The University of Houston-Downtown (UHD) is the second-largest university in Houston and has served the educational needs of the nation’s fourth-largest city since 1974. As one of four distinct public universities in the University of Houston System, UHD is a comprehensive, four-year university led by President Loren J. Blanchard. Annually, UHD educates approximately 14,000 students, boasts more than 66,000 alumni, and offers 45 bachelor’s degrees, 12 master’s degrees, and 19 online programs within four colleges: Marilyn Davies College of Business, College of Humanities and Social Sciences, College of Public Service, and College of Sciences and Technology. UHD has one of the lowest tuition rates in Texas.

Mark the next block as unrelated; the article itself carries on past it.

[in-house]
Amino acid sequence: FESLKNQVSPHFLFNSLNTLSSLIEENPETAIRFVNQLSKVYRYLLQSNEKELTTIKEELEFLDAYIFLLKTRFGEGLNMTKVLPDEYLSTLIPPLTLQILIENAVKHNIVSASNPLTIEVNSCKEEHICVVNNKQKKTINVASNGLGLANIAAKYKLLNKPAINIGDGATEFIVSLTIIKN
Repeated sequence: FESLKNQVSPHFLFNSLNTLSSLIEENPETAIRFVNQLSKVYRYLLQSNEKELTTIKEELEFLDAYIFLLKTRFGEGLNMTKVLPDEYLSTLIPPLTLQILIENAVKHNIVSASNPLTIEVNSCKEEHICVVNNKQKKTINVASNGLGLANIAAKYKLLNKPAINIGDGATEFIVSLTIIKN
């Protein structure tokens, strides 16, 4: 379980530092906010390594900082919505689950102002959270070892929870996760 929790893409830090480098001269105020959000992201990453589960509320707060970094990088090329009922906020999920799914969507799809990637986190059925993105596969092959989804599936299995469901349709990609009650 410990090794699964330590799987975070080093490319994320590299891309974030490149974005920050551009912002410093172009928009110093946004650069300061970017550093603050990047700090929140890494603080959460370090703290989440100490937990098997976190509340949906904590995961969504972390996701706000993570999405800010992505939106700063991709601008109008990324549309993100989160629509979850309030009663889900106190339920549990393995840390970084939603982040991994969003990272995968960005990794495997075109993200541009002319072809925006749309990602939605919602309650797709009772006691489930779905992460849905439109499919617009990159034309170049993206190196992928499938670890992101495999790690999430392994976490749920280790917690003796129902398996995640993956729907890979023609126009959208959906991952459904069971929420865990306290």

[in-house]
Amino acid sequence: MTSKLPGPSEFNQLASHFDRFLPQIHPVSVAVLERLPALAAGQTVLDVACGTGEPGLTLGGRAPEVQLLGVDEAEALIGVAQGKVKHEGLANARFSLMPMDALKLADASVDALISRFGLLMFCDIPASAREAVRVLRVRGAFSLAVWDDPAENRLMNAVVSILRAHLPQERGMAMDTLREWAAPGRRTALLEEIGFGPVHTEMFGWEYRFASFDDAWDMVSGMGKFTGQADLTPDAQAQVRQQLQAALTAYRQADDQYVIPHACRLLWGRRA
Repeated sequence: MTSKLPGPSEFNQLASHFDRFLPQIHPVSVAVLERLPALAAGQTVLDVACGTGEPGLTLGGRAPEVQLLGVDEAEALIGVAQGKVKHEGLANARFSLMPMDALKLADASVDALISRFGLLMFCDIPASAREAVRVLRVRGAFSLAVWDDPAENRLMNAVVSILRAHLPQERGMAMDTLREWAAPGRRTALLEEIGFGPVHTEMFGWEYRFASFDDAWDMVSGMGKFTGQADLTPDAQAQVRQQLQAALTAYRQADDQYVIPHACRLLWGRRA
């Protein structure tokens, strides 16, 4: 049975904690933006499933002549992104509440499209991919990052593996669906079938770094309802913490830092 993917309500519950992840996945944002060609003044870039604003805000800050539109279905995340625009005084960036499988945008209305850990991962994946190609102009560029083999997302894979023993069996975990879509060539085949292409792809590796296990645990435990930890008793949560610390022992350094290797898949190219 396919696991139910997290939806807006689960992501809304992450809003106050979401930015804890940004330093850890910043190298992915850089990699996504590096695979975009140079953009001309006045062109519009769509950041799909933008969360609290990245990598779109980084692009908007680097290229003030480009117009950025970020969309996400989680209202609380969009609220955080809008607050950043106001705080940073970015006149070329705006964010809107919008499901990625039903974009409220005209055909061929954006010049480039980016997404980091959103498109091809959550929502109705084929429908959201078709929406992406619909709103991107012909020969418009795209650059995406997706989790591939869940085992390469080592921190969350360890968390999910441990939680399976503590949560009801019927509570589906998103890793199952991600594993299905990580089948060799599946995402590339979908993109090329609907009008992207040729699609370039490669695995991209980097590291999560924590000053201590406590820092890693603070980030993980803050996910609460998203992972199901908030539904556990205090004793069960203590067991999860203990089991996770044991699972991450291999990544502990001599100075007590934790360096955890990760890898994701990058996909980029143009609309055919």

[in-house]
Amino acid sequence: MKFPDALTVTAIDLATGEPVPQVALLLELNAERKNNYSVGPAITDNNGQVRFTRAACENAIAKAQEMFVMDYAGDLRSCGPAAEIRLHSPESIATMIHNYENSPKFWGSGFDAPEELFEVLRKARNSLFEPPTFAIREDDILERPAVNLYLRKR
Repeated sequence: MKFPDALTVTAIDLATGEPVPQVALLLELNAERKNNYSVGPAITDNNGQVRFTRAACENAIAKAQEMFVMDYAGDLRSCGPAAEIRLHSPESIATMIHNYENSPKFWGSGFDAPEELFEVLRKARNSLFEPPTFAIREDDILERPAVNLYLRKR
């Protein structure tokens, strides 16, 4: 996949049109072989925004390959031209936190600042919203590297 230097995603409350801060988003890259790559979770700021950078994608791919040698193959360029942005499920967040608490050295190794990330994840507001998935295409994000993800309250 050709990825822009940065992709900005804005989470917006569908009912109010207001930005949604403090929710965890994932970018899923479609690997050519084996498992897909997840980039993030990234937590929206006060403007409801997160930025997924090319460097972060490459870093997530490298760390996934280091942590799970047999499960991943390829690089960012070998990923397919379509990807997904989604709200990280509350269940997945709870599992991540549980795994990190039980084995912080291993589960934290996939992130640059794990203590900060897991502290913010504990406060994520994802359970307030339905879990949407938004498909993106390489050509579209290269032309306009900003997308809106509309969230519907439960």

U.S. News and World Report ranked UHD among the nation’s Best Online Bachelor’s Programs for Applied Administration and Best Online Master’s Programs in Criminal Justice, as well as a Top Performer in Social Mobility. The Wall Street Journal/College Pulse ranked UHD one of the best colleges in the U.S. for its 2024 rankings, with notable distinctions: No. 1 for diversity (tied) and No. 3 for student experience. The University is designated as a Hispanic-Serving Institution, a Minority-Serving Institution, and a Military Friendly School. For more information on the University of Houston-Downtown, visit uhd.edu.